Pegasus Mission Goes Supersonic with NAE

The flight of Pegasus II made international headlines with 50 MS FTEs participating in the project to deliver a real-time experience to a global audience from 100,000 feet in the upper atmosphere.  The team challenged assumptions about what is possible and made a little history in the process.  To that end we successfully had 20+ articles written about the flight, over 8M readers, viewers from 60 countries watching our live video, and thousands of users around the world participating in a real-time flight to near space. Now, we set our goals toward other interesting projects and experiences.

The Pegasus Mission is partnering with North American Eagle (NAE) to help support and promote the attempt at breaking the Land Speed Record.  We will run a series of experiments from a high speed vehicle in a remote location and connect this with a global audience in real-time.


NAE uses a Lockheed F-104 Starfighter with wheels as the vehicle to attempt and break the men’s and women’s land speed record.  In less than a few minutes, with afterburners burning 90 gallons of fuel per minute, the vehicle has traveled less than 10 miles and broken the sound barrier.   Our experiment onboard the NAE will test our ability to broadcast telemetry live from a rapidly moving object from a remote location and provide this to a global audience.  Additionally, we want to the audience with a sense of what it is like to be sitting in the pilot’s seat traveling faster than sound on land.

Part 1 – Experiment

We will be building a small device that captures a minimal set of telemetry within the cockpit of the NAE.  This telemetry will be broadcast over a 2-way radio back to our ground station at base camp.  The ground unit will be wired to our field gateway, which will then send the telemetry over a portable SATCOM to our operational technology (Piraeus) in the Microsoft Cloud.  A Web site connected to Piraeus and receive the telemetry and display the live feed to a global audience.  Because of the brief duration of the run, we will leverage our Twitter and Twilio feeds to alert users and keep them informed.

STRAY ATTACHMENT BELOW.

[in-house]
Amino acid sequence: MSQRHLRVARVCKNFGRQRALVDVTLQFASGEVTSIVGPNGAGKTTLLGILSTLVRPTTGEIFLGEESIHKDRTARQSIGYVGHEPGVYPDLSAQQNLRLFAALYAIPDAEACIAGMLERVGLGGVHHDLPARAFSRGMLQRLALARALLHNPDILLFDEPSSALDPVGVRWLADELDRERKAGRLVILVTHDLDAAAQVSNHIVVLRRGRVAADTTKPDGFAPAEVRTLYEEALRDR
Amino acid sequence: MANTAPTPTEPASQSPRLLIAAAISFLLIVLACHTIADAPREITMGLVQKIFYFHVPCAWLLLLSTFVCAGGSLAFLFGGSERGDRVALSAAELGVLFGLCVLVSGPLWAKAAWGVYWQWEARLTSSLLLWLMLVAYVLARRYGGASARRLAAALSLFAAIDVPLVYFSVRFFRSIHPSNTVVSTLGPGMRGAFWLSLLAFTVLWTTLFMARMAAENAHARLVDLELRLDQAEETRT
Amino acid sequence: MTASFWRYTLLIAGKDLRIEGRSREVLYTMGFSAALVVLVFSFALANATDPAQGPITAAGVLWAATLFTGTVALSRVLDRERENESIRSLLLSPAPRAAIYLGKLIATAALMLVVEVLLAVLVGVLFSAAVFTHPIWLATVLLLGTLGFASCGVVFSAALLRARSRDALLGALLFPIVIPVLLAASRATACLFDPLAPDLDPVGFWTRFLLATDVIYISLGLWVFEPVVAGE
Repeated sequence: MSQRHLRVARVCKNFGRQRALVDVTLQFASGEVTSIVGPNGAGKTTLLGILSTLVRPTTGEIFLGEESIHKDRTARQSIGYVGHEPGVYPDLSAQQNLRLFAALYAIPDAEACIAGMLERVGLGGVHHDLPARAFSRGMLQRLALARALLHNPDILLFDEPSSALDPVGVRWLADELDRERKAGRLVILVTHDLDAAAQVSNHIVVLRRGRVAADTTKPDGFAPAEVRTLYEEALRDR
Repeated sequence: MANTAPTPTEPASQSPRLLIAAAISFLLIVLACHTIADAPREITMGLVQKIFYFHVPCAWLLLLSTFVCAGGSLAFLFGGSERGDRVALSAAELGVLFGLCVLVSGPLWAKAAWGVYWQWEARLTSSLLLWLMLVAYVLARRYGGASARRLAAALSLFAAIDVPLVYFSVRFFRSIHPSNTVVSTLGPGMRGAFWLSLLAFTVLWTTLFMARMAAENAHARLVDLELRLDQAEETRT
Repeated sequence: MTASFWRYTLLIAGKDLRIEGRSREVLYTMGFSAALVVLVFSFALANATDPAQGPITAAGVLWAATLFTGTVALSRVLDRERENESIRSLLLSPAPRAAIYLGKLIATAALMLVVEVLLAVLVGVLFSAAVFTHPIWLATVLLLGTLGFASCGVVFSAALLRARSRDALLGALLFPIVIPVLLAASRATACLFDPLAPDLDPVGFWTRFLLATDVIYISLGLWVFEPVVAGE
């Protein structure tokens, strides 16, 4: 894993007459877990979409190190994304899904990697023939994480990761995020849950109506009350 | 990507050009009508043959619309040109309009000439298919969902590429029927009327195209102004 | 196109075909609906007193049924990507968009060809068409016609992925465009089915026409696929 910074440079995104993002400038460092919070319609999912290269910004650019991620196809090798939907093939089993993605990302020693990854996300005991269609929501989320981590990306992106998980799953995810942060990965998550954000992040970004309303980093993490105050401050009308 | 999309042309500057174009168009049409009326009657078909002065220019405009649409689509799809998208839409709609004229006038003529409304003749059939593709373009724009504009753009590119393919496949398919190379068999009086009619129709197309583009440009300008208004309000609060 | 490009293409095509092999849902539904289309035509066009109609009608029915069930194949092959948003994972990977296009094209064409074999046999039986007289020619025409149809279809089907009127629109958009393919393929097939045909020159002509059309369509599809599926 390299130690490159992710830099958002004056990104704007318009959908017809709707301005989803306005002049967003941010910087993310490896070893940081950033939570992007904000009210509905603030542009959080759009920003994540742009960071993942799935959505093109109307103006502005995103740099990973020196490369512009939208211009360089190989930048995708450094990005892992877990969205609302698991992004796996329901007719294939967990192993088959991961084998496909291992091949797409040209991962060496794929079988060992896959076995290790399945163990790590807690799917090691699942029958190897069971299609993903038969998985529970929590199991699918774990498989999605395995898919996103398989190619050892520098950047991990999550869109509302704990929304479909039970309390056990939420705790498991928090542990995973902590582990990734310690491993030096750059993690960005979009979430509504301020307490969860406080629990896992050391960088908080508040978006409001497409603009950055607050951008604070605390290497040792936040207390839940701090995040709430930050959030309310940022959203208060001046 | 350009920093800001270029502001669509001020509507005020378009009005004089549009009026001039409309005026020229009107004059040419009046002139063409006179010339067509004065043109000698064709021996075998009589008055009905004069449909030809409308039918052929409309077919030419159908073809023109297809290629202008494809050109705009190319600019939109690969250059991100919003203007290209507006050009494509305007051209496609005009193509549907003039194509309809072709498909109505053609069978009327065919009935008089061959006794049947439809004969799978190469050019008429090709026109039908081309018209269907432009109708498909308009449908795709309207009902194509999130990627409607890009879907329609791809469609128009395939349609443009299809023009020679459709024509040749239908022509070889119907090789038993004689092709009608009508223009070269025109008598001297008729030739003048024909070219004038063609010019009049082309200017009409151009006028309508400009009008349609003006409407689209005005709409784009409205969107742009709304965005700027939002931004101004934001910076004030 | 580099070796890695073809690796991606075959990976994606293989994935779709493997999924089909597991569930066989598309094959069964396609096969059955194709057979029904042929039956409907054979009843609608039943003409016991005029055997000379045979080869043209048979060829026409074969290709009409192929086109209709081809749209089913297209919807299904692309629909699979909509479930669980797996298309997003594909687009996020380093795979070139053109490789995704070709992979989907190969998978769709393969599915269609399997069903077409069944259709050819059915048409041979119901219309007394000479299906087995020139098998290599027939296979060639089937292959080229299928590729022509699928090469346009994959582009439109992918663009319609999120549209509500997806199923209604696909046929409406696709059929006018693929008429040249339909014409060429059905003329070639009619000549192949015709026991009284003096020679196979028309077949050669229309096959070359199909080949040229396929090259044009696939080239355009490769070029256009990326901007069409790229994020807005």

Bonus – If we have enough time, we may enable users to send a message to the NAE over the Web site and capture their message onboard the craft.

This enables us to discover new knowledge in reliable remote and high speed communications with a global audience, which is applicable to wide range of scenarios.

Part 2 – Cockpit Experience

The NAE collects a large amount of telemetry (2048 measurements/second from each of the 28 sensors) to help them analyze the configuration after a run.  The telemetry is offloaded after the run through a WiFi network setup on the ground.  This means we can access the telemetry very quickly after the NAE has completely its run. A video camera is positioned over the pilot’s left should that shows their view of the run.   We will break the telemetry down to into a usable pilot-like experience, e.g., throttle position, stick position, speed, weight on wheels, nose angle, etc., etc., and couple this will the video to provide a synchronize experience shortly after the run is complete.  Once completed will we upload over our SATCOM to the MS Cloud and users will be able to experience a virtual “ride of your life” with the video and virtual cockpit design over a Web site.

North American Eagle – expected test run Aug-Sep 2016

@PegasusMission and @landspeed763

Dare Mighty Things 🙂


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